Sandie Lindsay, 1st Baron Lindsay of Birker
He was the son of Anna and Thomas Martin Lindsay. Lindsay was educated from 1887 at the Glasgow Academy, then at the University of Glasgow, where he gained a Master of Arts degree in 1899, and lastly at University College, Oxford, where he took a Double First in 1902.
In 1903 he won the Shaw fellowship in moral philosophy at Edinburgh University, as had his father, the first recipient of this award. He was assistant lecturer in philosophy at the Victoria University of Manchester from 1904–1906, when he was elected a fellow and tutor in philosophy at Balliol College, Oxford.
He was Professor of Moral Philosophy at the University of Glasgow (1922–24). He was president of the Aristotelian Society from 1924 to 1925. In 1924 he became master of Balliol College and became Vice-Chancellor of the University of Oxford from 1935–38. He worked with Lord Nuffield who donated £1m to fund a new physical chemistry laboratory and a postgraduate college for social studies, Nuffield College, Oxford in 1937.
At Oxford, Lindsay was a leading figure in the adult education movement. On his retirement from Balliol, in 1949, Lindsay was appointed the first Principal of the University College of North Staffordshire which opened in 1949 and is now Keele University.
In 1938, Lindsay stood for Parliament in the Oxford by-election as an 'Independent Progressive' on the single issue of opposition to the Munich Agreement, with support from the Labour and Liberal parties as well as from many Conservatives including the future Prime Ministers Winston Churchill, Harold Macmillan and Edward Heath, but lost to the official Conservative candidate, Quintin Hogg.
In 1949 Lindsay became the Founding Principal of the University College of North Staffordshire, which opened at Keele Hall in 1950. This unique institution - the first UK University of the 20th Century - tested many of Lindsay's educational principles and reflected the postwar idealism of its day. Known by many as the "Keele Experiment", many of the features of the New Universities of the 1960s were tested at Keele. The University College became the University of Keele in 1962.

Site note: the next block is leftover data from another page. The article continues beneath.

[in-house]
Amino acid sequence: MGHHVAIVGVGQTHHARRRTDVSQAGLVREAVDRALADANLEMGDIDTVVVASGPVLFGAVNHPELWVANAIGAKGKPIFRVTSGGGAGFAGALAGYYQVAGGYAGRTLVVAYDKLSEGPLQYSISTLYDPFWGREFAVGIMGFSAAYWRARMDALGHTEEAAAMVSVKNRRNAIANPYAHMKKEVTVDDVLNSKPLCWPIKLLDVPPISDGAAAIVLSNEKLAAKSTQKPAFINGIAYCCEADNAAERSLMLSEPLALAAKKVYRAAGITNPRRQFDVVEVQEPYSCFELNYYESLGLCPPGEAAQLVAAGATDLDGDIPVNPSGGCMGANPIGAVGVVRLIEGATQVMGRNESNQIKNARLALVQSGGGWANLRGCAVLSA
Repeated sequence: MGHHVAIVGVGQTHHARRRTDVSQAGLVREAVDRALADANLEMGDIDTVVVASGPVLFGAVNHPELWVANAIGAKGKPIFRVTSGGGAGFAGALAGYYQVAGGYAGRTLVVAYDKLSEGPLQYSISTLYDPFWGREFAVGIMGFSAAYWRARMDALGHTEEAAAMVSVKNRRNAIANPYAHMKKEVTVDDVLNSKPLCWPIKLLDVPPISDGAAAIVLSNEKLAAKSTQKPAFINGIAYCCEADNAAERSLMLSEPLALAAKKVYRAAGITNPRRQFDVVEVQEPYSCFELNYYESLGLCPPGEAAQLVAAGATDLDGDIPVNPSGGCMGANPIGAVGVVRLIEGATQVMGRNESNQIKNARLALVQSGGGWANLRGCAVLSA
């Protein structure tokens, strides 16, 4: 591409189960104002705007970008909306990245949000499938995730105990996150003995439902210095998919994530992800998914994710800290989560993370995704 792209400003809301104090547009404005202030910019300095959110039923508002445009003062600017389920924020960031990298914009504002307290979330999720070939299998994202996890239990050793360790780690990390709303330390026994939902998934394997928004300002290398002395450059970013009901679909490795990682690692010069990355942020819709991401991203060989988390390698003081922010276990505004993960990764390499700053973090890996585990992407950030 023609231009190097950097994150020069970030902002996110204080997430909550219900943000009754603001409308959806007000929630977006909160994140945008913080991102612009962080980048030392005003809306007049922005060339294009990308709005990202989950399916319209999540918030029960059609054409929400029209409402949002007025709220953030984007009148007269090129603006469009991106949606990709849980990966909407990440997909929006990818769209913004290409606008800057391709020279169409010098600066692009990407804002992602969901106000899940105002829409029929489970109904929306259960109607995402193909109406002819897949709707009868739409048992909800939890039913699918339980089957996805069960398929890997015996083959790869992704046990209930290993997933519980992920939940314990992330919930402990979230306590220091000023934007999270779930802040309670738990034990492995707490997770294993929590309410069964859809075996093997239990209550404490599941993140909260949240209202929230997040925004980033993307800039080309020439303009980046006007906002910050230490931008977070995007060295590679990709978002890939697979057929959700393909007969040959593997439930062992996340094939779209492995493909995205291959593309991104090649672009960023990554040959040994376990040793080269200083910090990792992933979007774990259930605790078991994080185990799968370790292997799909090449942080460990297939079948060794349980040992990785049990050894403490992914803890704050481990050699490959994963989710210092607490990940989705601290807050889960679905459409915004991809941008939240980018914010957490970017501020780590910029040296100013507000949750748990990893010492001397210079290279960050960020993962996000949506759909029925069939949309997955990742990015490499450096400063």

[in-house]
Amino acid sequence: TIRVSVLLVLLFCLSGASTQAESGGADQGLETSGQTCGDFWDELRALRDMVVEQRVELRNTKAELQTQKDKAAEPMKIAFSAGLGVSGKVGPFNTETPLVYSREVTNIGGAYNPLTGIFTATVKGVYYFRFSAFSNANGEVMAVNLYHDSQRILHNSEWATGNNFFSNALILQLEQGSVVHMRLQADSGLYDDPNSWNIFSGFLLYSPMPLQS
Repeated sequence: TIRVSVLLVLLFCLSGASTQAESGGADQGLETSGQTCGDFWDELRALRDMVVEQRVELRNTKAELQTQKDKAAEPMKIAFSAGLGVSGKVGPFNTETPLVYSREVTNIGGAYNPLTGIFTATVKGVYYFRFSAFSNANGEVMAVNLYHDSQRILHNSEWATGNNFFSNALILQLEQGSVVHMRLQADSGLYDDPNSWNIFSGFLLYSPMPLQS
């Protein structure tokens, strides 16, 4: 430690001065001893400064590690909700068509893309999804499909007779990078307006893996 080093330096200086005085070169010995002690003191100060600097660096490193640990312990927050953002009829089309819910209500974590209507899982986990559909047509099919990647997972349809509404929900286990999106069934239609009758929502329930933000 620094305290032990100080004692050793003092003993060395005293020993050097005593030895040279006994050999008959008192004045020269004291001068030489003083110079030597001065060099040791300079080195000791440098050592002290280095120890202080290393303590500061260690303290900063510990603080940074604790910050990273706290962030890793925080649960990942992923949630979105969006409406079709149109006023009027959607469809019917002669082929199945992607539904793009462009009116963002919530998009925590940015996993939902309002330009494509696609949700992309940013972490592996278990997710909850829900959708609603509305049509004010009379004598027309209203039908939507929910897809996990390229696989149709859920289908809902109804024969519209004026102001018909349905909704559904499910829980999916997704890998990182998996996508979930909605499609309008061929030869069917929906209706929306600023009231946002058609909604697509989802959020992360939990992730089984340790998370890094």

Lindsay married Erica Violet Storr (1877 - 28 May 1962), daughter of Francis Storr, in 1907 and they had two sons and one daughter.
He was elevated to the peerage on 13 November 1945 as Baron Lindsay of Birker, of Low Ground in the County of Cumberland. He was succeeded in the barony by his eldest son Michael Francis Morris Lindsay.
- Socratic Discourses with an Introduction by A. D. Lindsay (1910)
- Berkeley's A New Theory of Vision and Other Select Philosophical Writings with an Introduction by A. D. Lindsay (1910)
- The Philosophy of Bergson (1911)
- Five Dialogues of Plato, bearing on Poetic Inspiration with an Introduction by A. D. Lindsay (1913)
- Mill's Utilitarianism, Liberty & Representative Government with an Introduction by A. D. Lindsay (1914)
- The Republic of Plato translated by A. D. Lindsay (1923)
- Karl Marx's Capital an introductory essay (1925)
- Kant, Ernest Benn Limited / Oxford University Press, 1934. 1970 edition, Folcroft Press. ASIN: B0006C6R8G
- The Two Moralities (1940)
- A. D. Lindsay on the Spartacus educational website, accessed 3 July 2011
- The State The Church The Community By Master Of Balliol | Ebay
- BookButler - Prijsvergelijking van boeken
- Balliol Archives - Masters
- Lindsay, Alexander Dunlop, 1st Baron Lindsay of Birker in Oxford Dictionary of National Biography (subscription site), accessed 3 July 2011
- Drusilla Scott, A.D. Lindsay : a biography, Oxford : Blackwell, 1971, pp. 437, with chapters by Tom Lindsay and Dorothy Emmet.
- Alexander Dunlop Lindsay
Arthur Lionel Smith
|Master of Balliol College, Oxford
David Lindsay Keir
Francis John Lys
|Vice-Chancellor of Oxford University
George Stuart Gordon
|Principal, University College of North Staffordshire
(now Keele University)
Sir John Lennard-Jones
|Peerage of the United Kingdom|
|Baron Lindsay of Birker||Succeeded by